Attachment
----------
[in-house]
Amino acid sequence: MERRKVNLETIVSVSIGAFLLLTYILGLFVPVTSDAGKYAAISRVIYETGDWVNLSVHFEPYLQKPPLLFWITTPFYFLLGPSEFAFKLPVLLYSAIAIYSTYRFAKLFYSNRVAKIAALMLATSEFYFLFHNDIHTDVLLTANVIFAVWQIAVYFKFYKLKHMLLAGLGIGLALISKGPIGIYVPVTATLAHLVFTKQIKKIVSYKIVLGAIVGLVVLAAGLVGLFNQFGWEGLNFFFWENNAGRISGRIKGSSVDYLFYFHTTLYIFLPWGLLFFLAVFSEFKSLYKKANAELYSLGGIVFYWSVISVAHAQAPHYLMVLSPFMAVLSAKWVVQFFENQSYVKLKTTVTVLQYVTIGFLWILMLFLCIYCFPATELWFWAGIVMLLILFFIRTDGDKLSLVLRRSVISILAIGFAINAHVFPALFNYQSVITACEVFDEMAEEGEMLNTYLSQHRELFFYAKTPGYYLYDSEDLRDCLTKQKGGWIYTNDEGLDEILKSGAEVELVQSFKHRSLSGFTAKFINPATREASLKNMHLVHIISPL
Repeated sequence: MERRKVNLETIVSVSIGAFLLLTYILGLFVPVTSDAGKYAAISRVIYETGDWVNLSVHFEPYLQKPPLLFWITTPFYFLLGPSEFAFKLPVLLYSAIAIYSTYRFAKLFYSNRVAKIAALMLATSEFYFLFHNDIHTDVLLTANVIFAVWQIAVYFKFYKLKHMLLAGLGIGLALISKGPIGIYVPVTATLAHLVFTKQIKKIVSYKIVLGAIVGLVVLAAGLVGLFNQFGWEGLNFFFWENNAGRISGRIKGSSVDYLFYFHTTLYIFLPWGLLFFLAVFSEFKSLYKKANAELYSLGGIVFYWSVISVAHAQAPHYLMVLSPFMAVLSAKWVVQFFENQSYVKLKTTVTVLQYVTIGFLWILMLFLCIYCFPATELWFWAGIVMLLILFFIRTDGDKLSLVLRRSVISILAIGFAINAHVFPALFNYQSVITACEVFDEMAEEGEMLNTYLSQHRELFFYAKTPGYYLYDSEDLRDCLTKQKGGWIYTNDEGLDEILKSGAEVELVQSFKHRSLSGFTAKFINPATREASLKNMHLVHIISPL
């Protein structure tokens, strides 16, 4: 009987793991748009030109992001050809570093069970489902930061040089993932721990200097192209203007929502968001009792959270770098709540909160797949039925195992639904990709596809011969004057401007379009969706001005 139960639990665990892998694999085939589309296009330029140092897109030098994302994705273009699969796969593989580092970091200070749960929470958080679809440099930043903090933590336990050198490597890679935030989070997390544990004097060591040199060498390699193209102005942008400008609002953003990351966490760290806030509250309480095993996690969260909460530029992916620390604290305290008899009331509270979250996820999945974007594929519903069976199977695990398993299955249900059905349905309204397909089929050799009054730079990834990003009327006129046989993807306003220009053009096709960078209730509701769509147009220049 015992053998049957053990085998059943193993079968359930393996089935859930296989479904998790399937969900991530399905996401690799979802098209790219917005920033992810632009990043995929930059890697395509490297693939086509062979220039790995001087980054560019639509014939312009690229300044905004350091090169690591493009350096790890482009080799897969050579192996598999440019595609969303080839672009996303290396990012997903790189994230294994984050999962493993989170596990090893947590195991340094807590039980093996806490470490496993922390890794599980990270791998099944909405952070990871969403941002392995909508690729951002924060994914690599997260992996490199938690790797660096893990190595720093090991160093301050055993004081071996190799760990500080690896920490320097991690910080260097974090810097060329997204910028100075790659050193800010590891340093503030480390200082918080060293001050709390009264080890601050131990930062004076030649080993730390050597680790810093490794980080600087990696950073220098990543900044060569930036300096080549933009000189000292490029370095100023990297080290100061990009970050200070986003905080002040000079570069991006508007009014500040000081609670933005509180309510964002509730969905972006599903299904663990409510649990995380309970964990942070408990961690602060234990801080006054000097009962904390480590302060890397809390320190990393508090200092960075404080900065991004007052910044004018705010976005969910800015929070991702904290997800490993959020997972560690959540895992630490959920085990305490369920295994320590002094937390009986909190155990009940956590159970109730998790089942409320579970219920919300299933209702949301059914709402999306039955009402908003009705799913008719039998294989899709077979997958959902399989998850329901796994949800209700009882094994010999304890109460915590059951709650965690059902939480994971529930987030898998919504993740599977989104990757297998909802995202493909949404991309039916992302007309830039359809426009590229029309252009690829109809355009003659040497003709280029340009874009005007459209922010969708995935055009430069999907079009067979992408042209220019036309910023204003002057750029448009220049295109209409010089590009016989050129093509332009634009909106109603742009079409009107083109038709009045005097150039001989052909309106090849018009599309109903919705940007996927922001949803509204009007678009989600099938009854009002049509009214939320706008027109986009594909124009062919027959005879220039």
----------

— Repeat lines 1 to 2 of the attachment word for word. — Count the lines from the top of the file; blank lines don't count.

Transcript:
[in-house]
Amino acid sequence: MERRKVNLETIVSVSIGAFLLLTYILGLFVPVTSDAGKYAAISRVIYETGDWVNLSVHFEPYLQKPPLLFWITTPFYFLLGPSEFAFKLPVLLYSAIAIYSTYRFAKLFYSNRVAKIAALMLATSEFYFLFHNDIHTDVLLTANVIFAVWQIAVYFKFYKLKHMLLAGLGIGLALISKGPIGIYVPVTATLAHLVFTKQIKKIVSYKIVLGAIVGLVVLAAGLVGLFNQFGWEGLNFFFWENNAGRISGRIKGSSVDYLFYFHTTLYIFLPWGLLFFLAVFSEFKSLYKKANAELYSLGGIVFYWSVISVAHAQAPHYLMVLSPFMAVLSAKWVVQFFENQSYVKLKTTVTVLQYVTIGFLWILMLFLCIYCFPATELWFWAGIVMLLILFFIRTDGDKLSLVLRRSVISILAIGFAINAHVFPALFNYQSVITACEVFDEMAEEGEMLNTYLSQHRELFFYAKTPGYYLYDSEDLRDCLTKQKGGWIYTNDEGLDEILKSGAEVELVQSFKHRSLSGFTAKFINPATREASLKNMHLVHIISPL